The authors of this article give a detailed account of phishing, its history, and what motivates its perpetrators. They also provide the taxonomy of different types of these attacks and highlight various ways that individuals could use to avoid becoming victims and future challenges that could affect Internet users (Gupta et al., 2017). This article is relevant to the current research as it gives an overview of all aspects involved in email fraud.

Hadnagy, C., & Fincher, M. (2015). Phishing dark waters: The offensive and defensive sides of malicious e‐mails. New York, NY: Wiley.

This book addresses the ever-growing cases of phishing emails and offers a detailed list of defensive techniques that users can apply to avoid this scourge. Hadnagy and Fincher (2015) address the issue of phishing from the perspective of human decision-making. The information in this book will add to the final paper by highlighting ways to avoid email fraud.

Isacenkova, J., Thonnard, O., Costin, A., Francillon, A., & Balzarotti, D. (2014). Inside the scam jungle: A closer look at 419 scam email operations. EURASIP Journal on Information Security, 2014(1), 1-18.

This article investigates the infamous Nigerian scam, also known as “419 scam”, to understand how email fraud is organized to lure victims to pay money to strangers. Isacenkova et al. (2014) argue that email fraudsters are organized and smart individuals, and thus this article is important in understanding the mindsets of email scammers.

Jones, H. S., Towse, J. N., & Race, N. (2015). Susceptibility to email fraud: A review of psychological perspectives, data collection methods, and ethical considerations. International Journal of Cyber Behavior, Psychology, and Learning, 5(3), 13-29.

Jones et al. (2015) take a psychological approach toward understanding email fraud. They argue that phishing involves psychological maneuvers to convince targeted individuals to divulge information. The article is relevant to the study because it adds a different thread in understanding the problem of phishing.

Nagunwa, T. (2014). Behind Identity theft and fraud in cyberspace: The current landscape of phishing. International Journal of Cyber-Security and Digital Forensics, 3(1), 72-83.

Nagunwa (2014) investigates the evolving environment of cybercrime to highlight how fraudsters keep abreast with changing technology to remain relevant and perpetuate their criminal activities. Specifically, the article focuses on polymorphic phishing vectors that are commonly used in cybercrime. This article is important to the current study because it helps to understand the complex world of email fraud and perhaps why the practice is deeply entrenched even with concerted efforts to thwart it.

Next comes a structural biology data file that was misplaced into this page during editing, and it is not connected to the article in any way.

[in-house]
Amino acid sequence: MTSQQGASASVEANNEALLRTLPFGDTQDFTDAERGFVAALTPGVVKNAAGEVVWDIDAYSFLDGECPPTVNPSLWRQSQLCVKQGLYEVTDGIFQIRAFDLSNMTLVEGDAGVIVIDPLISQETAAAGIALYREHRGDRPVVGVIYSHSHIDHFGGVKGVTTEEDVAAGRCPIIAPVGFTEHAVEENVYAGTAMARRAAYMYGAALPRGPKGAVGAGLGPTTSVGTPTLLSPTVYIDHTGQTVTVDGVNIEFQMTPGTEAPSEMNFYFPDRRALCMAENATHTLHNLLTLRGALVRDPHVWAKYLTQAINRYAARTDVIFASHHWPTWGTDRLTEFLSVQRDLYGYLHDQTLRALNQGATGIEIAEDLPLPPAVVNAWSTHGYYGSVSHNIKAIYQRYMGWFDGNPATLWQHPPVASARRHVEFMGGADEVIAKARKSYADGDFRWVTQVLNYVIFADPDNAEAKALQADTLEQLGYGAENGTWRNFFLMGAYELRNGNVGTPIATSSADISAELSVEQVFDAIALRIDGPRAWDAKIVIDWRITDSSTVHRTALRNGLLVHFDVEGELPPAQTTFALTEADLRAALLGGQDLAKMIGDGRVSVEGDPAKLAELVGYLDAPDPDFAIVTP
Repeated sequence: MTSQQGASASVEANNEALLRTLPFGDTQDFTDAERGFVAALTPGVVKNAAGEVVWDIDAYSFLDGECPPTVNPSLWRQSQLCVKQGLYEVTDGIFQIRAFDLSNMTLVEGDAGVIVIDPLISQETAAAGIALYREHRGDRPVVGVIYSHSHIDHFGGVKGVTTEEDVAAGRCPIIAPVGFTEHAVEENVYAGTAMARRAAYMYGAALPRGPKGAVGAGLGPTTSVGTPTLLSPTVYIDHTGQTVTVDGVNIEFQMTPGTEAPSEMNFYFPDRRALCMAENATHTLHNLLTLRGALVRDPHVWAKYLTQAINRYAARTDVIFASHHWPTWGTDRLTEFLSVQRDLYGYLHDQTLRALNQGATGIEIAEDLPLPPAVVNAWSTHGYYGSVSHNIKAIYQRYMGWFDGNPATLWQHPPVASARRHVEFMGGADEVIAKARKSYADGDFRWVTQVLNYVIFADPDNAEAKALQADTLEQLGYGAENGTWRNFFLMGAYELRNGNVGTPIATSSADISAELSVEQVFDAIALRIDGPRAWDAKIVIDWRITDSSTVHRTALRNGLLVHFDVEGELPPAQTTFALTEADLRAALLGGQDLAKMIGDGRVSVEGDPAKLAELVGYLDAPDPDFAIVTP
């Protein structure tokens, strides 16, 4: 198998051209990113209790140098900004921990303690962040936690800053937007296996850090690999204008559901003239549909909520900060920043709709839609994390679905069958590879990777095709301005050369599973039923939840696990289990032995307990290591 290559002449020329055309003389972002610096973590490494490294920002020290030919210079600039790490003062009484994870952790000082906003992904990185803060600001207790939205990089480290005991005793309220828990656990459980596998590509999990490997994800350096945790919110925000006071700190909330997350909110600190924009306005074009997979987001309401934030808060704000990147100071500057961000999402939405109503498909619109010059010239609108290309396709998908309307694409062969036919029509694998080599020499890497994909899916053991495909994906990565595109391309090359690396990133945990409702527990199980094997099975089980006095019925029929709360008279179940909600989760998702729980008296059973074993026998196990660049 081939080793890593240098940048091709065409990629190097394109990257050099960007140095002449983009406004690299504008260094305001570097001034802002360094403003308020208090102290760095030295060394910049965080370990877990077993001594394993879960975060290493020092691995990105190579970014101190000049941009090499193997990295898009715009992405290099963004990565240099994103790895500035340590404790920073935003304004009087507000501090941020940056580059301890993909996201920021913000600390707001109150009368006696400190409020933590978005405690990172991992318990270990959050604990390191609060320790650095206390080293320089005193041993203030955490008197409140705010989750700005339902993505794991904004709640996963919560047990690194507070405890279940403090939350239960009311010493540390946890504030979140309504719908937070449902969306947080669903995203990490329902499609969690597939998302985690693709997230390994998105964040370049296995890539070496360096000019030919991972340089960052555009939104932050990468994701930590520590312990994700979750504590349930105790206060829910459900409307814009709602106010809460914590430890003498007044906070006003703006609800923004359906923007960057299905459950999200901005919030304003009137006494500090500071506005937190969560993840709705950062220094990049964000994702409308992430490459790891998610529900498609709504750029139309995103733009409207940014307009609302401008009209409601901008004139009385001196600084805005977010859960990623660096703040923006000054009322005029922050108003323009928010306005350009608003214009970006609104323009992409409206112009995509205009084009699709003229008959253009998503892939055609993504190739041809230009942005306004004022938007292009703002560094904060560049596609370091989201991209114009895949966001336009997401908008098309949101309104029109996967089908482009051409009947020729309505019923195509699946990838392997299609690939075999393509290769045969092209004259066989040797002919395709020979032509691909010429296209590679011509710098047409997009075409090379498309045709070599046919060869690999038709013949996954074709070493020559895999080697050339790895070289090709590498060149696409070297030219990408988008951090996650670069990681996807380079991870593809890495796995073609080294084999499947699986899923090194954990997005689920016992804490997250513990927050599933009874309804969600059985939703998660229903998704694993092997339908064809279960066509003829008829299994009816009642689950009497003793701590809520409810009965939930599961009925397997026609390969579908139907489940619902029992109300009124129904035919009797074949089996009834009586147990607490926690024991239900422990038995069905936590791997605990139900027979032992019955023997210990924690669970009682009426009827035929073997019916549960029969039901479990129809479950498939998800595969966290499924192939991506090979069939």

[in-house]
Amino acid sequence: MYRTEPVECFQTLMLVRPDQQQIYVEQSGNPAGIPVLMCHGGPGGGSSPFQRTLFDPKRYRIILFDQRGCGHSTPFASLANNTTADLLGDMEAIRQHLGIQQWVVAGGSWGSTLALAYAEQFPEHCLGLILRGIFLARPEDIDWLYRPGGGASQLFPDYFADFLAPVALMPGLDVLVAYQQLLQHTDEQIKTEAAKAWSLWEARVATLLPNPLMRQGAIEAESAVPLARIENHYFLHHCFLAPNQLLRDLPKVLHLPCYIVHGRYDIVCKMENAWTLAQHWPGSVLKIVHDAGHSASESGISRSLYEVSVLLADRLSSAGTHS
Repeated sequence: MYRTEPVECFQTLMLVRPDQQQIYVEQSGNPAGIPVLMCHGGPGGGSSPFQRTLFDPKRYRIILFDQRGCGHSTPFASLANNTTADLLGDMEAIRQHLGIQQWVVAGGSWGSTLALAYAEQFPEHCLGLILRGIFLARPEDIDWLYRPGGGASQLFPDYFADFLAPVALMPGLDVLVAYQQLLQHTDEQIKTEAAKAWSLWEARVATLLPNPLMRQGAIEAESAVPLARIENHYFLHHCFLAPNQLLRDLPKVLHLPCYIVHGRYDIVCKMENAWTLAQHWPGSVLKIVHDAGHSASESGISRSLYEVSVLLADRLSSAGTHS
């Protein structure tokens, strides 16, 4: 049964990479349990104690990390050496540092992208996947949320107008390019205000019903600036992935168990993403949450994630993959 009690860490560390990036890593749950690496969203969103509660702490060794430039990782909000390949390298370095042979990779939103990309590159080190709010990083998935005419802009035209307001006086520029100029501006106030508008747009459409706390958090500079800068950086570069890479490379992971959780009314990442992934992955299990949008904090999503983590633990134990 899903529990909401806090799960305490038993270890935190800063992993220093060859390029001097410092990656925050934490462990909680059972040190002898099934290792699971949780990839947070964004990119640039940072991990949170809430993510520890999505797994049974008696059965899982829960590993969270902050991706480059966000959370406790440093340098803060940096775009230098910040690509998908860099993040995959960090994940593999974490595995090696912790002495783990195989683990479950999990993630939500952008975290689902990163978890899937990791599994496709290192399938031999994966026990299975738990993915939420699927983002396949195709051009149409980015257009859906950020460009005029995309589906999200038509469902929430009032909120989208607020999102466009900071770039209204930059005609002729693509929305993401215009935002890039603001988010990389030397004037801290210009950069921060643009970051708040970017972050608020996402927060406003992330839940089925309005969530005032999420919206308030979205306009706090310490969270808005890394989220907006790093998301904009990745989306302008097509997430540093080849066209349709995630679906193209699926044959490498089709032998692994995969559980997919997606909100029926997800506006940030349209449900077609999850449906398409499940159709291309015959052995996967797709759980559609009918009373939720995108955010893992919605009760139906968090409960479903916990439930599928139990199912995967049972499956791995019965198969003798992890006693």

Nizamani, S., Memon, N., Glasdam, M., & Nguyen, D. D. (2014). Detection of fraudulent emails by employing advanced feature abundance. Egyptian Informatics Journal, 15(3), 169-174.

This article offers different features and strategies for detecting fraudulent emails. The article employs the use of advanced algorithms in an attempt to have a better feature set (Nizamani et al., 2014). The information presented in this article will be used to develop the most appropriate strategies for detecting fraudulent emails and empowering more people to achieve their objectives.

Norris, G., Brookes, A., & Dowell, D. (2019). The Psychology of Internet fraud victimization: A systematic review. Journal of Police and Criminal Psychology, 34(3), 231-245.

The authors of this article investigate some of the psychological risk factors that predispose certain populations or individuals to email phishing. Norris et al. (2019) used a systematic literature review to highlight how different human factors contribute to email fraud. The article will be used to understand email fraud from a psychological standpoint.

Rader, E., & Wash, R. (2015). Identifying patterns in informal sources of security information. Journal of Cybersecurity, 1(1), 121-144.

Rader and Wash (2015) encourage users to read numerous articles on the same issue and analyze their friends’ experiences. This kind of practice will make it possible for them to understand how email attacks take place, the major areas many hackers target, and the subsequent consequences. This knowledge will guide the final report and empower more people to improve their risk mitigation strategies.

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StudyCorgi. (2021, July 4). Email Fraud and User Protection Strategies. Retrieved from https://studycorgi.com/email-fraud-and-user-protection-strategies/